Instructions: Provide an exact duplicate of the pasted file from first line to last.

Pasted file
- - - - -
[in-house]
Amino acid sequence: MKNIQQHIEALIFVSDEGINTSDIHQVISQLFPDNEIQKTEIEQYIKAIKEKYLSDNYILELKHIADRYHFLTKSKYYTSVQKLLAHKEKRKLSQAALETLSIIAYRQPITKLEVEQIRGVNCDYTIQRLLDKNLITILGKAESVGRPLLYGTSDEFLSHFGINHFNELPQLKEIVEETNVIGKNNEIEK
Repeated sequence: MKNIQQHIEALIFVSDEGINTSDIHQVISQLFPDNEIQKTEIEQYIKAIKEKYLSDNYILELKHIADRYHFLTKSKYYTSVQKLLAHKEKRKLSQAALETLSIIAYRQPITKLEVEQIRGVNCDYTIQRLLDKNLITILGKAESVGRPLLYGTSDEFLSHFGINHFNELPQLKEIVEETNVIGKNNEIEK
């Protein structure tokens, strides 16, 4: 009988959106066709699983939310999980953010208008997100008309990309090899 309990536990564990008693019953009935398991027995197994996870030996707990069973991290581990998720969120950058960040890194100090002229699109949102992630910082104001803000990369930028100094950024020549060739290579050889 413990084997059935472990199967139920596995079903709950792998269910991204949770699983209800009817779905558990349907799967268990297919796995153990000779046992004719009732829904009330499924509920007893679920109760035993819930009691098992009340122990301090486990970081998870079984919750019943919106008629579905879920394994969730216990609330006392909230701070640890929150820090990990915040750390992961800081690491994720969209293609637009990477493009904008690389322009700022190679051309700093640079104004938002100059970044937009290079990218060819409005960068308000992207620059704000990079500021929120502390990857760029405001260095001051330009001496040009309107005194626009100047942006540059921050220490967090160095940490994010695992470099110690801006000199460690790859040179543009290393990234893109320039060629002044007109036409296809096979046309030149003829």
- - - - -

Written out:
[in-house]
Amino acid sequence: MKNIQQHIEALIFVSDEGINTSDIHQVISQLFPDNEIQKTEIEQYIKAIKEKYLSDNYILELKHIADRYHFLTKSKYYTSVQKLLAHKEKRKLSQAALETLSIIAYRQPITKLEVEQIRGVNCDYTIQRLLDKNLITILGKAESVGRPLLYGTSDEFLSHFGINHFNELPQLKEIVEETNVIGKNNEIEK
Repeated sequence: MKNIQQHIEALIFVSDEGINTSDIHQVISQLFPDNEIQKTEIEQYIKAIKEKYLSDNYILELKHIADRYHFLTKSKYYTSVQKLLAHKEKRKLSQAALETLSIIAYRQPITKLEVEQIRGVNCDYTIQRLLDKNLITILGKAESVGRPLLYGTSDEFLSHFGINHFNELPQLKEIVEETNVIGKNNEIEK
């Protein structure tokens, strides 16, 4: 009988959106066709699983939310999980953010208008997100008309990309090899 309990536990564990008693019953009935398991027995197994996870030996707990069973991290581990998720969120950058960040890194100090002229699109949102992630910082104001803000990369930028100094950024020549060739290579050889 413990084997059935472990199967139920596995079903709950792998269910991204949770699983209800009817779905558990349907799967268990297919796995153990000779046992004719009732829904009330499924509920007893679920109760035993819930009691098992009340122990301090486990970081998870079984919750019943919106008629579905879920394994969730216990609330006392909230701070640890929150820090990990915040750390992961800081690491994720969209293609637009990477493009904008690389322009700022190679051309700093640079104004938002100059970044937009290079990218060819409005960068308000992207620059704000990079500021929120502390990857760029405001260095001051330009001496040009309107005194626009100047942006540059921050220490967090160095940490994010695992470099110690801006000199460690790859040179543009290393990234893109320039060629002044007109036409296809096979046309030149003829």